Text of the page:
The first year of TESS' prime mission will be completed in July, but the science is just beginning. Two conferences are being held in July on TESS science, and it is not too late to register for them!
The first is the TASC5/KASC12 workshop, being held in Cambridge, MA from July 22-26. TASC5/KASC12 will be the first meeting where participants have the opportunity to present analysis and results from asteroseismology and precision stellar astrophysics of objects in the southern ecliptic observed by TESS. The workshop will emphasize the most recent results from TESS, but will also highlight new results from existing data from the Kepler and K2 missions; the joint meeting is the 5th workshop of the TESS Asteroseismic Science Consortium and the 12th workshop of the Kepler Asteroseismic Science Consortium. Additional details about the meeting can be found at its website.
The second is the TESS Science Conference I, being held in Cambridge, MA from July 29-August 2. The TESS Science Conference I will be the first conference dedicated to TESS mission science, including exoplanets, asteroseismology, stellar binaries, variable stars, Solar System science (e.g., asteroids and comets), extragalactic astronomy (e.g., active galactic nuclei and supernovae), and any other science that can be done with TESS data. The conference will cover all aspects of the mission, from TESS data analysis, through follow-up observations, to the impact of discoveries made with TESS data on theoretical understanding. Additional details about the meeting can be found at its website.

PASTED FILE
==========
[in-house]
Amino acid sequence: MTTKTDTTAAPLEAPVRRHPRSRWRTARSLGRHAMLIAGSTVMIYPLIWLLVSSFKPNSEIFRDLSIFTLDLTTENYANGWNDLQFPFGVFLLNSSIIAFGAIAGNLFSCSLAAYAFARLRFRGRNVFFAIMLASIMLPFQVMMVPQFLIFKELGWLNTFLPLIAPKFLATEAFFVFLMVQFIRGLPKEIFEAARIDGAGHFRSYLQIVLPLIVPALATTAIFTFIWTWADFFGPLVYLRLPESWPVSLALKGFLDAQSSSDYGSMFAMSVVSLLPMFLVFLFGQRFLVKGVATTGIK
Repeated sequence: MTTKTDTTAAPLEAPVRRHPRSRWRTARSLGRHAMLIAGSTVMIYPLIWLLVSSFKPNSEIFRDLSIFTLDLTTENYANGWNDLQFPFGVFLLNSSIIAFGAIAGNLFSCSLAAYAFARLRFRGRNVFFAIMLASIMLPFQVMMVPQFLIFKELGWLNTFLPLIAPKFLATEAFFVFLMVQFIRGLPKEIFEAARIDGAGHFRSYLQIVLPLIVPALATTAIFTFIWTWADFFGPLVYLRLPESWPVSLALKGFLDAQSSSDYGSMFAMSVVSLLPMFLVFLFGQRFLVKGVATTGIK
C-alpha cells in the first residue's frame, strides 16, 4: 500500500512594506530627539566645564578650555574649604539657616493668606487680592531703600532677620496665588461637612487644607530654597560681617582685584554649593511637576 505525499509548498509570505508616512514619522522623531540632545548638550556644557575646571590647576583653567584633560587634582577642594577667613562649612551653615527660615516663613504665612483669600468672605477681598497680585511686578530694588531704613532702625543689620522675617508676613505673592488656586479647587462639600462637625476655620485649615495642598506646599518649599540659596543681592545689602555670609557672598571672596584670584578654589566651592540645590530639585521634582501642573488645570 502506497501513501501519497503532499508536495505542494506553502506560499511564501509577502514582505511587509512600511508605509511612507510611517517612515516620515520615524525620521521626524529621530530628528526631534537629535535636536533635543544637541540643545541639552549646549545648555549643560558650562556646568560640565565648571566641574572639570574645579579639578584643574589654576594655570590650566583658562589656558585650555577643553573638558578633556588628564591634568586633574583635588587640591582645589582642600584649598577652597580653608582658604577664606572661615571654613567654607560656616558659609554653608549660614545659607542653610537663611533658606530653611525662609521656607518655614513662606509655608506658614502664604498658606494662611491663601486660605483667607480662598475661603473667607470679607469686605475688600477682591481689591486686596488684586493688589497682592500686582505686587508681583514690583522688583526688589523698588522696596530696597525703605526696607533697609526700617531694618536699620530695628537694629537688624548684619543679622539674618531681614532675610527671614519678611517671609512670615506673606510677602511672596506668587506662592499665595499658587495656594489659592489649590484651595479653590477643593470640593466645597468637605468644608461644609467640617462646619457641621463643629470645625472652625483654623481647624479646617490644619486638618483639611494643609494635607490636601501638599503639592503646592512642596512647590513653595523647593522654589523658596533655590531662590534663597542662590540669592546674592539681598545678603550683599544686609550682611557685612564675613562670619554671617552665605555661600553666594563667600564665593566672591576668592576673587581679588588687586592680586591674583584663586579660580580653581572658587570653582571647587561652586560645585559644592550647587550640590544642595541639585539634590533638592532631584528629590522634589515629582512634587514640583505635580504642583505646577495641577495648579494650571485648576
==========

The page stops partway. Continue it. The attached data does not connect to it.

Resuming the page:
A third conference relevant to TESS that is happening later this year from November 4-8 at NASA's Goddard Space Flight Center is Rocky Exoplanets in the Era of JWST: Theory and Observation. With its large primary mirror and complement of IR instrumentation, the James Webb Space Telescope (JWST) is poised to dramatically expand our view of the environments of rocky exoplanets. JWST will be further aided by the discovery of a new crop of small planets orbiting nearby low-mass stars and brown dwarfs from the TESS mission and ground-based surveys, enabling higher precision measurements over a wider population of potentially rocky worlds. With these exciting opportunities on the horizon, now is the time to improve our understanding of what information can be gleaned about rocky worlds from these future measurements, based on our understanding of the observations themselves as well as detailed modeling of the planetary environments that will be examined. Pre-registration is now open at the meeting website.